Being Happy

I have two suggestions for you. Notice that when I say this kind of things is not me advocating a cure to clinical depression, but I believe it can bring you some moments of Joy.

The first is a bit more superficial. Be a happy-go-lucky person. Even if you will be faking. But the idea is that you will start believing soon that you are happy. And although many people hate this kind of person, it is rewarding when someone compliment you for it. For example, I am having some struggles that make me sad, but whenever I meet other people I turn into this cheerful guy, not taking nothing seriously. Last week, a guy that just met me said “you are always with that smile, that’s nice.” That alone made my day and continue to have this smile even when inside says otherwise. I recommend this movie, where I learnt this concept of Happy-Go-Lucky. It is ok if you don’t consider this advice. Like in that movie actually some people kind of hate such optimistic people. But I have fun with them as well.

The second advice, which is in the context of the Spirituality is that you should be able to find Joy in Christ. Joy in Christ not necessarily means to be the life of the party. In this homily Pope Francis is talking about a Joy that comes from Peace.
How do I find such peace? (Warning: I was accused in another thread of this being Eastern Meditation and not Christian, despite me getting this inspiration in Christian meditation practices but it is up to you). For me it is a matter of using your heart when praying. We often are thinking, using our reason, inspecting the scripture, elaborating our prayers. For me to find peace is to let go of all this over thinking for a moment. For example, imagine, how was Blessed Mary feeling when the Archangel brought the news about Jesus. What were the women feeling when the angel told that Jesus has resurrected. This are just examples, put yourself in the scene, hear the sounds. The Joy will come because you will see that most of this stories are Good News and those bring Peace.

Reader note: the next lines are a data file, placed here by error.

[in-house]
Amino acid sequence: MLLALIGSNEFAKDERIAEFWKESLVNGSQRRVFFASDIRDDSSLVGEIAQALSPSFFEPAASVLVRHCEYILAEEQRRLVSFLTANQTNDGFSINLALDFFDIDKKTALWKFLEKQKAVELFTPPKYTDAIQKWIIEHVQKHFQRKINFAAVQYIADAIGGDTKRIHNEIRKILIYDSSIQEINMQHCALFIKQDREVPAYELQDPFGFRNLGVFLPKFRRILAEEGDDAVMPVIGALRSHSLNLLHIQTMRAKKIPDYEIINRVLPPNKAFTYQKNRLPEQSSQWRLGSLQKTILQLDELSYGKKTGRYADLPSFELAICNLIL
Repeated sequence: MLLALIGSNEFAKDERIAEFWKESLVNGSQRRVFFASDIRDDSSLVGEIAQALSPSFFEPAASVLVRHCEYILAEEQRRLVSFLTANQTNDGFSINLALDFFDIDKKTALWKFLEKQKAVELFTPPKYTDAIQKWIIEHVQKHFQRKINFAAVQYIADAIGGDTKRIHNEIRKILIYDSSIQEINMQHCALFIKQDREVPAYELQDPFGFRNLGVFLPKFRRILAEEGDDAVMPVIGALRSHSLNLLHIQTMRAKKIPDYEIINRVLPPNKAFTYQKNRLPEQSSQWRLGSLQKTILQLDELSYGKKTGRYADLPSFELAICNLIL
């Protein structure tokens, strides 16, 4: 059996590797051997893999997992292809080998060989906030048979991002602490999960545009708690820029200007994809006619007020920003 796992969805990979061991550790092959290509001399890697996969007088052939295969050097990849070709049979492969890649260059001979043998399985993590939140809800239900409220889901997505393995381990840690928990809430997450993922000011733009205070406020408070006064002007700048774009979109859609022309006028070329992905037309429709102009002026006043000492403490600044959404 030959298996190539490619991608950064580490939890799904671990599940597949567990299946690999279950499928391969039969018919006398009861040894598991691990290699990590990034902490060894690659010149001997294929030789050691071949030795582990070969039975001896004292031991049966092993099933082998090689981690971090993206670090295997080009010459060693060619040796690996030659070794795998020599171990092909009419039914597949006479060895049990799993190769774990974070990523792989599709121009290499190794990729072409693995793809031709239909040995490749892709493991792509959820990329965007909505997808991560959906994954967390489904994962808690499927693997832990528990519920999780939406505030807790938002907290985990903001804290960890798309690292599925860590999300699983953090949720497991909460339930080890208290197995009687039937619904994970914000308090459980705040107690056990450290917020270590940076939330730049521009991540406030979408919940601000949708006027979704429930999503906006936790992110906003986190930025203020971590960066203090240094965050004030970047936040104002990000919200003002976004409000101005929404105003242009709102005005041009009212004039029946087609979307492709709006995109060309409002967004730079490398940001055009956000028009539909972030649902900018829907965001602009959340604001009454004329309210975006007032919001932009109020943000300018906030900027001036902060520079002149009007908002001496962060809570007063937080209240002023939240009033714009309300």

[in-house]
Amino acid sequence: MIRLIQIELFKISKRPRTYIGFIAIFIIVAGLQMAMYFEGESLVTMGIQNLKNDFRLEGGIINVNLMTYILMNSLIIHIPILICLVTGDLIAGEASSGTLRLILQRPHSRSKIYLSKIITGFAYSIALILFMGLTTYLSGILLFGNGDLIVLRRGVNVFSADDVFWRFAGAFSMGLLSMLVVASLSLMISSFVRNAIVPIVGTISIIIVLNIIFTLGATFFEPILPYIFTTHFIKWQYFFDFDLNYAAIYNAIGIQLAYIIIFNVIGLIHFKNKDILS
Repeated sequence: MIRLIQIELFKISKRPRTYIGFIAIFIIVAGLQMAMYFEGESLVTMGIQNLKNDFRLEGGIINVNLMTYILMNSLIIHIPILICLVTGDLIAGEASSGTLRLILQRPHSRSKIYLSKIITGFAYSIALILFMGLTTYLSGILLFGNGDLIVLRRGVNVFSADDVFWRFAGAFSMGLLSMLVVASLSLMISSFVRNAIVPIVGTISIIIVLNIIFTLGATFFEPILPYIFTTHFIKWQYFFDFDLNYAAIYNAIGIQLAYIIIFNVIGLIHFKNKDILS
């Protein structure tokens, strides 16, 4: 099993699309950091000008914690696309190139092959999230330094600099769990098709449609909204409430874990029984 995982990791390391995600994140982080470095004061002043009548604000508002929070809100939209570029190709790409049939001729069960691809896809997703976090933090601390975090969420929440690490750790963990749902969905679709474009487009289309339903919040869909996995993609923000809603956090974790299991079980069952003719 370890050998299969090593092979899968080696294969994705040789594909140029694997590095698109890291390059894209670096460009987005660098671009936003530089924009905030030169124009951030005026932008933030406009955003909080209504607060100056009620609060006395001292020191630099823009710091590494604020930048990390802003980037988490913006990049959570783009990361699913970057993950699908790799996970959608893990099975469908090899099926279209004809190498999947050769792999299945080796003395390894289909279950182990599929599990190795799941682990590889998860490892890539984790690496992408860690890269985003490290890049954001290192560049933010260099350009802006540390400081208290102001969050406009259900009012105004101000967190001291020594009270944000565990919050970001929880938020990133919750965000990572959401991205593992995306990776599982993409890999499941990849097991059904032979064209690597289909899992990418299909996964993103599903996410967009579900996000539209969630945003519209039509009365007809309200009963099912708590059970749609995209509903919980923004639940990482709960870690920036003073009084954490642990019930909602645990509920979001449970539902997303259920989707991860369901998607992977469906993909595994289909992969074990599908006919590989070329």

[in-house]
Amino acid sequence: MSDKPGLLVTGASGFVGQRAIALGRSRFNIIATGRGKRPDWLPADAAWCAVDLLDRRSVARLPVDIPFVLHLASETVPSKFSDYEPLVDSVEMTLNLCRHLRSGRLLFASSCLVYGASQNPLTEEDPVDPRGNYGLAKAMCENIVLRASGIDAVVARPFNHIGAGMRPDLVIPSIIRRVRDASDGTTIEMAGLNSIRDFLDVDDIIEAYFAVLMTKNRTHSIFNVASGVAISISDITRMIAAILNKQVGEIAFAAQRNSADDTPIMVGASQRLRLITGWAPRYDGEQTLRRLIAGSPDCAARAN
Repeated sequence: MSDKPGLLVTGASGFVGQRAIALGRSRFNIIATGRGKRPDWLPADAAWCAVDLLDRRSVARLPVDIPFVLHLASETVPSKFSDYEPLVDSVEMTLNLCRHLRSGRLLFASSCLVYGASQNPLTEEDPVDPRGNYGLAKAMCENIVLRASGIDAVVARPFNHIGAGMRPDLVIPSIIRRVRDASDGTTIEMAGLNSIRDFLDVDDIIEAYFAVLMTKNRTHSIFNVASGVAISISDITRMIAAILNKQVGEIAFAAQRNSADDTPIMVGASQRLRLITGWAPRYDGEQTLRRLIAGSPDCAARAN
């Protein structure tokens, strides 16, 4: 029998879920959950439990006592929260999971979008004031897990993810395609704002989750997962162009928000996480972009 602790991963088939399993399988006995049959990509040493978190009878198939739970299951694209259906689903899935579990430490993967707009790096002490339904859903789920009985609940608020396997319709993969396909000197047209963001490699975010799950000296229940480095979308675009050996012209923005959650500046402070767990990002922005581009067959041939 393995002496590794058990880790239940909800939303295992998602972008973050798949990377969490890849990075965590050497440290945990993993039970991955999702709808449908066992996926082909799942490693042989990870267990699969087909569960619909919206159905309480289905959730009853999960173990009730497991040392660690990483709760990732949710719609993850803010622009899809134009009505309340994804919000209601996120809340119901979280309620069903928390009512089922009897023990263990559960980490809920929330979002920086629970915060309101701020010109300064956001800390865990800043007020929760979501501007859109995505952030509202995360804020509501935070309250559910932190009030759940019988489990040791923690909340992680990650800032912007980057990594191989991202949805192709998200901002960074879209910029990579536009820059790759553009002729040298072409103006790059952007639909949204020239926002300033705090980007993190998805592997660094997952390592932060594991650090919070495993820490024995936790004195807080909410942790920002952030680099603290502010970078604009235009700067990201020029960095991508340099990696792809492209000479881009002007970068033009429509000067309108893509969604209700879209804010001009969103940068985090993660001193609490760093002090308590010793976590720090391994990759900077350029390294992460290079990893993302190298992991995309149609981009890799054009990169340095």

This is long already and I am on a rush. So I just recommend that if you want to learn more, I advice, Lectio Divina and Ignatius Spirituality. Joy comes from Peace.

LIfe can be overwhelming. We have so many things going on, work, family, things going wrong. We live in a complex society and the more things we have and the more activities we are involved with can weigh us down and get just about anyone depressed.

IF you can try to simplify your life, and place priorities on what makes you feel better about yourself. Find a hobby that gets your mind off your troubles or worries, something that you really enjoy. When I used to bowl in a league, I found that on bowling nights, the ONLY thing I focused on was what I was doing on the bowling lane. I focused on making a good delivery, and knocking the pins down. Competition also helped me to eliminate distractions. Work, money etc never entered my mind.

Part of being depressed is the sense of hopelessness. When I landed in the hospital for depression (purposely running my car into something), I was overwhelmed at work. I could no longer focus on a solution and I felt trapped by my situation.

Sometimes it is very difficult to feel positive, but you need to be aware of what you are thinking. You need to focus on God being able to help you and that things will get get better. Try keeping in mind that the really important things are what might affect you 5 or 10 years down the road. IF it has no long term impact, then it is too small to really worry about.

When I come up against a tough situation, I try to convince myself that it will be over shortly, for a day or so I may be working hard, but I will get through it. There is always light at the end of the tunnel (and it is NOT always a train coming at you from the opposite direction).